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American Dictionary of the English Language

Webster's Dictionary 1828

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Negative


NEGATIVE, adjective

1. Implying denial or negation; opposed to affirmative, as a negative proposition is that which denies. Matter is not spirit.

2. Implying absence; opposed to positive.

There is a negative way of denying Christ, when we do not acknowledge and confess him.

3. Having the power of stopping or restraining. A negative voice in legislation is a voice or vote to prevent the passing of a law or decree.

NEGATIVE sign, in algebra, the sign of subtraction , a sign which indicates that the quantity to which it is prefixed is to be subtracted. It is opposed to positive ro affirmative; as ab-n.

NEGATIVE electricity, according to Dr. Franklin, is a deficiency of the fluid in a substance, or less than the substance naturally contains.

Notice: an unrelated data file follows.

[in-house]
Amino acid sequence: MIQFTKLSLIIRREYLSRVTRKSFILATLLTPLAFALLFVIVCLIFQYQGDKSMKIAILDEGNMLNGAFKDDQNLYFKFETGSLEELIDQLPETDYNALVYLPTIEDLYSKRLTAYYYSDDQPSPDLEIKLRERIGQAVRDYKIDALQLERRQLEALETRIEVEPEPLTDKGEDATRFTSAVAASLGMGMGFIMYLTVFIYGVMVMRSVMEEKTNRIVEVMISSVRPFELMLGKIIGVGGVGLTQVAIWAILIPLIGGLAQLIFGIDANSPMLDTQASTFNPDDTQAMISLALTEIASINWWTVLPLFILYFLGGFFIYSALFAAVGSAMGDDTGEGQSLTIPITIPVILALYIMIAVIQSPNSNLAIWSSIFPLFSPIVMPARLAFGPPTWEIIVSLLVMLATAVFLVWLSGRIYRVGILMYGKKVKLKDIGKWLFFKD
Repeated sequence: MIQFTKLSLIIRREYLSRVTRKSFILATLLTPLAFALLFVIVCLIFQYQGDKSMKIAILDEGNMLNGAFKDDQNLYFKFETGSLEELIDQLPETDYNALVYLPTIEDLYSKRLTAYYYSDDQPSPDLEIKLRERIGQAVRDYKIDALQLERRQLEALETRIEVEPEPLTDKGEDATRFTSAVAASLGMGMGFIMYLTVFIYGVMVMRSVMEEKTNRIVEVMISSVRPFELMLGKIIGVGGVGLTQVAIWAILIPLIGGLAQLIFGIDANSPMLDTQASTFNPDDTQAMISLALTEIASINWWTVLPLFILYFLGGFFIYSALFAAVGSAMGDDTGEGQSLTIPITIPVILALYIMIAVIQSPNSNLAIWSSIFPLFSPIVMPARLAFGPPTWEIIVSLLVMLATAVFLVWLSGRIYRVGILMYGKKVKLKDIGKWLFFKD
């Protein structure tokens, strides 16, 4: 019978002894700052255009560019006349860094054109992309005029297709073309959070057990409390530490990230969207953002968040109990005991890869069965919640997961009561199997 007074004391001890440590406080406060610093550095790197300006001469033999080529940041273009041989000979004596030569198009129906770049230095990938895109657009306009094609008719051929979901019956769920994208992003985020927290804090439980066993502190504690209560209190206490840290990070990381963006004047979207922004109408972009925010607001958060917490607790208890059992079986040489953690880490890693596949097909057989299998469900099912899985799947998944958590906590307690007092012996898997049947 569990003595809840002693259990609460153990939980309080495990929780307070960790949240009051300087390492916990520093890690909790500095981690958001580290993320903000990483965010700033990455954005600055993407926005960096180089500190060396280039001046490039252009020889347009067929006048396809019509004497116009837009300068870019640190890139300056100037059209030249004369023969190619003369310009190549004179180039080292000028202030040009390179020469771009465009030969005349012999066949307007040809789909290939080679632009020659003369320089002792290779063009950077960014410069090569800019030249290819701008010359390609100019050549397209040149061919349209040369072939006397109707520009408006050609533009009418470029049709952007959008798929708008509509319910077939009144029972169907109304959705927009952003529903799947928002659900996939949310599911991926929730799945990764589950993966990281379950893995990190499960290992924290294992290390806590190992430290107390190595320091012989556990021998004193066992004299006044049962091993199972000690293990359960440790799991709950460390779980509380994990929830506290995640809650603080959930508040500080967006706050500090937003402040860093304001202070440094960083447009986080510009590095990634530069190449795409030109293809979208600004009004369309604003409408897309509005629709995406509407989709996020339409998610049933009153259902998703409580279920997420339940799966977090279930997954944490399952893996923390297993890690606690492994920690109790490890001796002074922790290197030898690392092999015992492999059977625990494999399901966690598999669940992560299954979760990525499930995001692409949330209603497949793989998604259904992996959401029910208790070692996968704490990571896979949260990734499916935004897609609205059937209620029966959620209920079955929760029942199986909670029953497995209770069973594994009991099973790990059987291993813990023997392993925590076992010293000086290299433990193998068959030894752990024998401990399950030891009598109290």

NEGATIVE, noun

1. A proposition by which something is denied; as, matter has not the power of moving itself.

2. A word that denies; as not, no.

3. In legislation, the right or power of preventing the enaction of a law or decree. The governor has not a negative on the proceedings of the legislature, but each branch has a negative on the other.

NEGATIVE pregnant, a negation of one thing, implying the affirmation of another.

NEGATIVE, verb transitive

1. To disprove; to prove the contrary.

The omission or infrequency of such recitals does not negative the existence of miracles.

2. To reject by vote; to refuse to enact or sanction. The senate negatived the bill.

3. To resist a choice or what is proposed.